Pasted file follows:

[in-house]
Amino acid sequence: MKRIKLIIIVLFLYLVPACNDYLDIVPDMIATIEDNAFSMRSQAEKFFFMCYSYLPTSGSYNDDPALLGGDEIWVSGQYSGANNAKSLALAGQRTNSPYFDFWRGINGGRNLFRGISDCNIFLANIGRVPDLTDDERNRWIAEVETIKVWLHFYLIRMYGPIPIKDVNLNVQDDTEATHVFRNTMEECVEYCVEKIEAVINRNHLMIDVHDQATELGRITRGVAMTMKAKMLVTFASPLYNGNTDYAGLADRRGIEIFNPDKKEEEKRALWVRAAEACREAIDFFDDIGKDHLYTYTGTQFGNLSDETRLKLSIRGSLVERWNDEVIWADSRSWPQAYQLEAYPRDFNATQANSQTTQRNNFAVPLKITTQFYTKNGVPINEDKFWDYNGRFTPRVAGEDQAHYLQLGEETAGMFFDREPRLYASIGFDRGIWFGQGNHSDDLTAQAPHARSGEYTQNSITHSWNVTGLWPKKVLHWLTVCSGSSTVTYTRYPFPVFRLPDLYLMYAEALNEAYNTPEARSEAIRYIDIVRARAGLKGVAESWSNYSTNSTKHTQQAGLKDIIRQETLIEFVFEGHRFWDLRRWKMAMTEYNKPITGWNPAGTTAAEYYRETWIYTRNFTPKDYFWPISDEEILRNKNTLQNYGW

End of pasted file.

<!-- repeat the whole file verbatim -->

[in-house]
Amino acid sequence: MKRIKLIIIVLFLYLVPACNDYLDIVPDMIATIEDNAFSMRSQAEKFFFMCYSYLPTSGSYNDDPALLGGDEIWVSGQYSGANNAKSLALAGQRTNSPYFDFWRGINGGRNLFRGISDCNIFLANIGRVPDLTDDERNRWIAEVETIKVWLHFYLIRMYGPIPIKDVNLNVQDDTEATHVFRNTMEECVEYCVEKIEAVINRNHLMIDVHDQATELGRITRGVAMTMKAKMLVTFASPLYNGNTDYAGLADRRGIEIFNPDKKEEEKRALWVRAAEACREAIDFFDDIGKDHLYTYTGTQFGNLSDETRLKLSIRGSLVERWNDEVIWADSRSWPQAYQLEAYPRDFNATQANSQTTQRNNFAVPLKITTQFYTKNGVPINEDKFWDYNGRFTPRVAGEDQAHYLQLGEETAGMFFDREPRLYASIGFDRGIWFGQGNHSDDLTAQAPHARSGEYTQNSITHSWNVTGLWPKKVLHWLTVCSGSSTVTYTRYPFPVFRLPDLYLMYAEALNEAYNTPEARSEAIRYIDIVRARAGLKGVAESWSNYSTNSTKHTQQAGLKDIIRQETLIEFVFEGHRFWDLRRWKMAMTEYNKPITGWNPAGTTAAEYYRETWIYTRNFTPKDYFWPISDEEILRNKNTLQNYGW